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The NLRB Finds That Class and Collective Action Waivers in Mandatory Arbitration Agreements Violate the NLRA1月 19, 2012
In a decision that could subject class- and collective-action waivers to increased challenges, the National Labor Relations Board (“NLRB”) has ruled in D.R. Horton, Inc. and Michael Cuda, Case 12–CA–25764, that arbitration agreements requiring employees to waive their rights to maintain collective or class actions in any forum over issues of wages, hours, and other working conditions violate the National Labor Relations Act (“NLRA”) by unlawfully inhibiting “concerted activity.”
The NLRB’s January 3, 2012 decision sets up a potential conflict with the US Supreme Court’s recent decision in AT&T Mobility LLC v. Concepcion, 131 S. Ct. 1740 (2011), which held that the Federal Arbitration Act (“FAA”) preempts state laws that invalidate as unconscionable class-action waivers in arbitration agreements. The AT&T Court held that the use of class-action waivers in arbitration agreements is authorized by the FAA.
Unlike in AT&T Mobility, however, the NLRB’s decision is based on a federal law—not a state law. Accordingly, there is no issue of “preemption.” Rather, the NLRB’s decision creates a conflict between the two federal laws—the FAA and the NLRA—at least as the NLRA has been interpreted by the NLRB. Because the NLRB has no jurisdiction to interpret the FAA, a federal court will ultimately need to decide which law should be given effect.
In D.R. Horton, the NLRB considered the mandatory arbitration agreements used by a homebuilder with nationwide operations. Under these agreements, employees agreed to arbitrate all claims on an individual basis, waiving the right to collective action in any forum. D.R. Horton superintendent Michael Cuda signed such an agreement. He subsequently filed a class-action arbitration demand alleging D.R. Horton had misclassified the class of employees as exempt. D.R. Horton took the position that the arbitration demand was ineffective, citing language in the arbitration agreement barring collective arbitration. In response, Cuda filed an unfair labor practice charge with the NLRB.
The NLRB’s ruling is twofold. First, the NLRB found that class litigation constituted “concerted activity” protected by Section 7 of the NLRA and that D.R. Horton’s arbitration agreement interfered with that concerted activity. “Concerted activity” is defined by 29 U.S.C. § 157 as efforts “for the purpose of collective bargaining or other mutual aid or protection.” The NLRB explained that concerted activity must be undertaken for the benefit of a group of employees, not purely for individual gain. Citing its own and other federal precedents, the NLRB found that “an individual who files a class or collective action regarding wages, hours or working conditions, whether in court or before an arbitrator . . . is engaged in conduct protected by Section 7.” The NLRB then determined that D.R. Horton’s arbitration agreement violated Section 8(a)(1) of the NLRA, which makes it an unfair labor practice for an employer “to interfere with, restrain, or coerce employees” in the exercise of their Section 7 rights. The NLRB rejected the view that D.R. Horton did not violate Section 8(a)(1) because no employees were expressly threatened, disciplined, or discharged. The NLRB reasoned that Section 8(a)(1)’s prohibition of retaliation is not limited to situations in which an employee is demoted or fired for engaging in protected activity. “When, as here, employers require employees to execute a waiver as a condition of employment, there is an implicit threat that if they refuse to do so, they will be fired or not hired.” Thus, the NLRB ruled that D.R. Horton’s arbitration agreement amounted to “interference” and that such an inhibition, under the NLRA, is unlawful.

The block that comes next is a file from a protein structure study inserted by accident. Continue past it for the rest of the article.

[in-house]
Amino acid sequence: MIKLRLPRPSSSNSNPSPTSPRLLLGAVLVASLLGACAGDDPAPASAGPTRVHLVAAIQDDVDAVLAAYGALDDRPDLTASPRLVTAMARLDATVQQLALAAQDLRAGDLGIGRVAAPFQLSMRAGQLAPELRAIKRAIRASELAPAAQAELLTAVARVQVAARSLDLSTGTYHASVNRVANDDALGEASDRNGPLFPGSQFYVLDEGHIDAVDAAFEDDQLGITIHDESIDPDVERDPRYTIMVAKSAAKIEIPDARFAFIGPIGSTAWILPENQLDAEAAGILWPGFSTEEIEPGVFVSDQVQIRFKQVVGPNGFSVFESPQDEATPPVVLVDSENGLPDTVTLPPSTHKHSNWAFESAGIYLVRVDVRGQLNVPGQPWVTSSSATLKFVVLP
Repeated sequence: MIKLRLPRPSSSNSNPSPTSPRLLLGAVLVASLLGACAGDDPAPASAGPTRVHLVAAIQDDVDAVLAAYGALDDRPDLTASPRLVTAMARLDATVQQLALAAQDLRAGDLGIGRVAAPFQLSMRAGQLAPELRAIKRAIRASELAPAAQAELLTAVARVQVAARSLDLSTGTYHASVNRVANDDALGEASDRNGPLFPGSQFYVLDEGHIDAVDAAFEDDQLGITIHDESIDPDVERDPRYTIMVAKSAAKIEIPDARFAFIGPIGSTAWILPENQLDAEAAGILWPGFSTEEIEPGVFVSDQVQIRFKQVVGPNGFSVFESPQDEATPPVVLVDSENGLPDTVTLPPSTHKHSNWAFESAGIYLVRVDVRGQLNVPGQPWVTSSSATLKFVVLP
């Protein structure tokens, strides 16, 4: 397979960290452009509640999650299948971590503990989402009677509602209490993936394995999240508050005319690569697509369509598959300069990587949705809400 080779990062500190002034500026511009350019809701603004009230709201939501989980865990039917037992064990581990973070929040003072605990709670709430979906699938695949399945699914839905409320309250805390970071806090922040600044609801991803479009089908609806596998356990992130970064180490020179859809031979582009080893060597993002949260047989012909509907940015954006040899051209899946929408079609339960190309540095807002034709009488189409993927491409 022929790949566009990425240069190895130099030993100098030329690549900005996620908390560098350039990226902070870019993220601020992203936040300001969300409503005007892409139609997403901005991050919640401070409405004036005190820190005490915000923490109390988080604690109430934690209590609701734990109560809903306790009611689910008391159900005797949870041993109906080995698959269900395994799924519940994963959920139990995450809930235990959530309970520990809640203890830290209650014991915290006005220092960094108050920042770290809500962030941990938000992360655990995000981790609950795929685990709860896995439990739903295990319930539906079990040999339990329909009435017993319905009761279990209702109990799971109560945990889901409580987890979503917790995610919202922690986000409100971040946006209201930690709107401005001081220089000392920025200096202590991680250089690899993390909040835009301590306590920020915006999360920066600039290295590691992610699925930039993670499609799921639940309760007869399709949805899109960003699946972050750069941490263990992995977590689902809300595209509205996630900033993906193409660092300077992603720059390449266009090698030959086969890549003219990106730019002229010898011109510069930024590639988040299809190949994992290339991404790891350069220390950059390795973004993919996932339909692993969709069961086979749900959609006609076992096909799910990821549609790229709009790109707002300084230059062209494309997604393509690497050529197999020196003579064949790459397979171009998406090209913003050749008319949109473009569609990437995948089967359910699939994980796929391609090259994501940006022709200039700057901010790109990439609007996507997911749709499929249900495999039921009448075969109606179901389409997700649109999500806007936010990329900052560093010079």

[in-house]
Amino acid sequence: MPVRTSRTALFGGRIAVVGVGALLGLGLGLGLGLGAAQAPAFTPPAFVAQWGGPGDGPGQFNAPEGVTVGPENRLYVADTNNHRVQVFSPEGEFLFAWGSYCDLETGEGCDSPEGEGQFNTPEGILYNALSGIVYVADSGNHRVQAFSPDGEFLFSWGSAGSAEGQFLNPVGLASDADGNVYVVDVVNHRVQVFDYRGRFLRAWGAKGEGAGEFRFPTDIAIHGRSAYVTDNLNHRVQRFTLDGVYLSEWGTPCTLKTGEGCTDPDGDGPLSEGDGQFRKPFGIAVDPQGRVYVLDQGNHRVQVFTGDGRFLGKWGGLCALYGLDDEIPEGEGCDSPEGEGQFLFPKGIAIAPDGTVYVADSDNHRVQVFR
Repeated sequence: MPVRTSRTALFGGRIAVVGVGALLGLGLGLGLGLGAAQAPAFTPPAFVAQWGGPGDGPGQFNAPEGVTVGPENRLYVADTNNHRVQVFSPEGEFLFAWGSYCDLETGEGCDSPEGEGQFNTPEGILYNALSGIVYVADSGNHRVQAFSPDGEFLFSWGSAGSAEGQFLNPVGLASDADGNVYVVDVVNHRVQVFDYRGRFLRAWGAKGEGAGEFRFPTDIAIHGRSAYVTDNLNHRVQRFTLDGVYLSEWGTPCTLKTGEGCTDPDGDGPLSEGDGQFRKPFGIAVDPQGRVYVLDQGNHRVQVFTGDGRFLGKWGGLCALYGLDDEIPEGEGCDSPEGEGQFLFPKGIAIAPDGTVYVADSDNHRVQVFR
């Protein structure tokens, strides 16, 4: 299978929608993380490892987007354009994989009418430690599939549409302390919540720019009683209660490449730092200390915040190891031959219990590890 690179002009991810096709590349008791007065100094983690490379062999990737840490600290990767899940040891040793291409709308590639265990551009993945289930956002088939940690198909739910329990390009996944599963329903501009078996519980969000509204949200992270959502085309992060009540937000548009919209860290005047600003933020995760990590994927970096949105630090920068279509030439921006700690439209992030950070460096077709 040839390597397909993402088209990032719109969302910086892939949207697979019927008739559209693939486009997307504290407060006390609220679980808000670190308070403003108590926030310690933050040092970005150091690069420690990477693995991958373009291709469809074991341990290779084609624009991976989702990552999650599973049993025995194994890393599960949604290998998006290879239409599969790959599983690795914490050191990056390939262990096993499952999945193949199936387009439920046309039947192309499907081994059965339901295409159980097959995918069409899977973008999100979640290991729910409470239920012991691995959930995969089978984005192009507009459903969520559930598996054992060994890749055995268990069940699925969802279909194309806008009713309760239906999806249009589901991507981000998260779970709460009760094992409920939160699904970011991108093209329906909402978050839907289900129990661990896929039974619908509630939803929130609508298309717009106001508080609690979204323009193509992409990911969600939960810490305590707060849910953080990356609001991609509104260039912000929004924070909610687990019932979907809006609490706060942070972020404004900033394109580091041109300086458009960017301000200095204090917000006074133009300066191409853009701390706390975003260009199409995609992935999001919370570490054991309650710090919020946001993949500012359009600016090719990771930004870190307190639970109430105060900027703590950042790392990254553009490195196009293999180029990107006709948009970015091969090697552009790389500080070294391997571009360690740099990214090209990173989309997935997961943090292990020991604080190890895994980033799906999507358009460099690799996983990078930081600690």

Second, the NLRB determined that its ruling did not conflict with either the FAA or the AT&T Mobility decision. Although the NLRB acknowledged that the FAA was “arguably in tension” with its interpretation of the NLRA, it asserted that “the weight of this countervailing consideration was considerably greater in the context of AT&T Mobility.” According to the NLRB, employment class actions typically involve substantially fewer claimants than consumer class actions like the one at issue in AT&T Mobility. As a result, the NLRB reasoned that class arbitration in the employment context would not be as burdensome. The NLRB also distinguished AT&T Mobility on the ground that the case dealt with a conflict between the FAA and state law. Here, in contrast, the NLRB considered a potential conflict between the FAA and another federal law—the NLRA. The NLRB determined that, even if incompatible, the FAA must give way to the NLRA because the NLRA was enacted later and repealed all prior acts and parts of acts that were in conflict.
D.R. Horton is subject to appeal, and a court may ultimately conclude that the NLRB’s attempts to void AT&T Mobility and the FAA are unavailing.
Notably, the NLRB’s decision applies only to “employers” and “employees” covered by the NLRA; it does not affect collectively bargained waivers of employees’ rights to bring class or collective actions. Moreover, employers may continue to use arbitration agreements that preclude class arbitration as long as those agreements allow employees to bring class or collective claims in other forums (i.e., judicial or administrative courts).
The NLRB’s decision is available here.
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